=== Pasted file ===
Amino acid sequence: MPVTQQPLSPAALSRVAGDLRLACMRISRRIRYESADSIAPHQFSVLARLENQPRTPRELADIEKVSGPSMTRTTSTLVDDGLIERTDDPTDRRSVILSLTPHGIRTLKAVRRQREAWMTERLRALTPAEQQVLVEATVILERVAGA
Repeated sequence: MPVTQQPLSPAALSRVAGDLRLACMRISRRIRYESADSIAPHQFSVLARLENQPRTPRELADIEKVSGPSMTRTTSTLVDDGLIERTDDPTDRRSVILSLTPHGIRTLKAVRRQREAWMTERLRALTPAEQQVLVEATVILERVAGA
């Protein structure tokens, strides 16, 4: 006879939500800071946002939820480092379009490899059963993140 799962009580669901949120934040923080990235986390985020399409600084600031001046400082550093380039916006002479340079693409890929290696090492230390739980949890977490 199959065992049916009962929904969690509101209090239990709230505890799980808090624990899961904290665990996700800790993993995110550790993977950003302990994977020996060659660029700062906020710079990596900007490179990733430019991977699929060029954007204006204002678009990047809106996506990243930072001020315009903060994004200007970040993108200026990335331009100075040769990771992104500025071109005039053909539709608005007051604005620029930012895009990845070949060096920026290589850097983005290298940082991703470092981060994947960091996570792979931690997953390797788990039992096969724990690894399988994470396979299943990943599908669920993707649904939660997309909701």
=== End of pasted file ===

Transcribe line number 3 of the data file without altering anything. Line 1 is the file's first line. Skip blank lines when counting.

């Protein structure tokens, strides 16, 4: 006879939500800071946002939820480092379009490899059963993140 799962009580669901949120934040923080990235986390985020399409600084600031001046400082550093380039916006002479340079693409890929290696090492230390739980949890977490 199959065992049916009962929904969690509101209090239990709230505890799980808090624990899961904290665990996700800790993993995110550790993977950003302990994977020996060659660029700062906020710079990596900007490179990733430019991977699929060029954007204006204002678009990047809106996506990243930072001020315009903060994004200007970040993108200026990335331009100075040769990771992104500025071109005039053909539709608005007051604005620029930012895009990845070949060096920026290589850097983005290298940082991703470092981060994947960091996570792979931690997953390797788990039992096969724990690894399988994470396979299943990943599908669920993707649904939660997309909701």